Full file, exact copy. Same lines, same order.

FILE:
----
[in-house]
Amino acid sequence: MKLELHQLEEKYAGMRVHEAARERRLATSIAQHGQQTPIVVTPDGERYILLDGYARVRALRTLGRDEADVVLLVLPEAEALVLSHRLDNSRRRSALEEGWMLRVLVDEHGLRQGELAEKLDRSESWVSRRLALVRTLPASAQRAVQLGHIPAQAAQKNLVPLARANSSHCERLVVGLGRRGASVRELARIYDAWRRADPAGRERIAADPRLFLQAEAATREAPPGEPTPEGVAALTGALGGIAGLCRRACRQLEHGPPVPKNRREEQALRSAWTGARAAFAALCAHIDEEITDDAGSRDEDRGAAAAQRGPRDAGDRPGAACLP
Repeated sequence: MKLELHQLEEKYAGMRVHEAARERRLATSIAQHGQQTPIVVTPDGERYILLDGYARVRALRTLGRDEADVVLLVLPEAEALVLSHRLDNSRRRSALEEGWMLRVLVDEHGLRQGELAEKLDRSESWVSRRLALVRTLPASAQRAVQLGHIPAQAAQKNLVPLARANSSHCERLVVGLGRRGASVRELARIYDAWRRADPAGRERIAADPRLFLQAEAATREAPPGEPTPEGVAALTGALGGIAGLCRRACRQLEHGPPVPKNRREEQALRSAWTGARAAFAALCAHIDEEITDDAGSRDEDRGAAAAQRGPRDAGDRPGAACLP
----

[in-house]
Amino acid sequence: MKLELHQLEEKYAGMRVHEAARERRLATSIAQHGQQTPIVVTPDGERYILLDGYARVRALRTLGRDEADVVLLVLPEAEALVLSHRLDNSRRRSALEEGWMLRVLVDEHGLRQGELAEKLDRSESWVSRRLALVRTLPASAQRAVQLGHIPAQAAQKNLVPLARANSSHCERLVVGLGRRGASVRELARIYDAWRRADPAGRERIAADPRLFLQAEAATREAPPGEPTPEGVAALTGALGGIAGLCRRACRQLEHGPPVPKNRREEQALRSAWTGARAAFAALCAHIDEEITDDAGSRDEDRGAAAAQRGPRDAGDRPGAACLP
Repeated sequence: MKLELHQLEEKYAGMRVHEAARERRLATSIAQHGQQTPIVVTPDGERYILLDGYARVRALRTLGRDEADVVLLVLPEAEALVLSHRLDNSRRRSALEEGWMLRVLVDEHGLRQGELAEKLDRSESWVSRRLALVRTLPASAQRAVQLGHIPAQAAQKNLVPLARANSSHCERLVVGLGRRGASVRELARIYDAWRRADPAGRERIAADPRLFLQAEAATREAPPGEPTPEGVAALTGALGGIAGLCRRACRQLEHGPPVPKNRREEQALRSAWTGARAAFAALCAHIDEEITDDAGSRDEDRGAAAAQRGPRDAGDRPGAACLP